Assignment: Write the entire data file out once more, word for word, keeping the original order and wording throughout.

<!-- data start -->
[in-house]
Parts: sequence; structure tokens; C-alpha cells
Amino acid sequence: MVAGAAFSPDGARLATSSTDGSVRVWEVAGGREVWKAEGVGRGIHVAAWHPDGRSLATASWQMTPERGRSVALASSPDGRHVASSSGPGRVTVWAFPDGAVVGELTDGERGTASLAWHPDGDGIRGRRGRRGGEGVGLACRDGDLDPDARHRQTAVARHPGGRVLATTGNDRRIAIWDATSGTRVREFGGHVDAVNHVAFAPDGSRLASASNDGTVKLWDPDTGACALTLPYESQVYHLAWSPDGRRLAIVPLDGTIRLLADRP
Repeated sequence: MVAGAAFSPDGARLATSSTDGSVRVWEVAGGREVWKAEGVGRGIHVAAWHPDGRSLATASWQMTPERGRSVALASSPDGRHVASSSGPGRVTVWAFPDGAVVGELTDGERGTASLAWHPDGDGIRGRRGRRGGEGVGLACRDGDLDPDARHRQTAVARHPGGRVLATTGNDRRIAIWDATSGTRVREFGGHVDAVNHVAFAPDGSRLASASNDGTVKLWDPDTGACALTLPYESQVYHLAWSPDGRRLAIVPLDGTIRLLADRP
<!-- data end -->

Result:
[in-house]
Parts: sequence; structure tokens; C-alpha cells
Amino acid sequence: MVAGAAFSPDGARLATSSTDGSVRVWEVAGGREVWKAEGVGRGIHVAAWHPDGRSLATASWQMTPERGRSVALASSPDGRHVASSSGPGRVTVWAFPDGAVVGELTDGERGTASLAWHPDGDGIRGRRGRRGGEGVGLACRDGDLDPDARHRQTAVARHPGGRVLATTGNDRRIAIWDATSGTRVREFGGHVDAVNHVAFAPDGSRLASASNDGTVKLWDPDTGACALTLPYESQVYHLAWSPDGRRLAIVPLDGTIRLLADRP
Repeated sequence: MVAGAAFSPDGARLATSSTDGSVRVWEVAGGREVWKAEGVGRGIHVAAWHPDGRSLATASWQMTPERGRSVALASSPDGRHVASSSGPGRVTVWAFPDGAVVGELTDGERGTASLAWHPDGDGIRGRRGRRGGEGVGLACRDGDLDPDARHRQTAVARHPGGRVLATTGNDRRIAIWDATSGTRVREFGGHVDAVNHVAFAPDGSRLASASNDGTVKLWDPDTGACALTLPYESQVYHLAWSPDGRRLAIVPLDGTIRLLADRP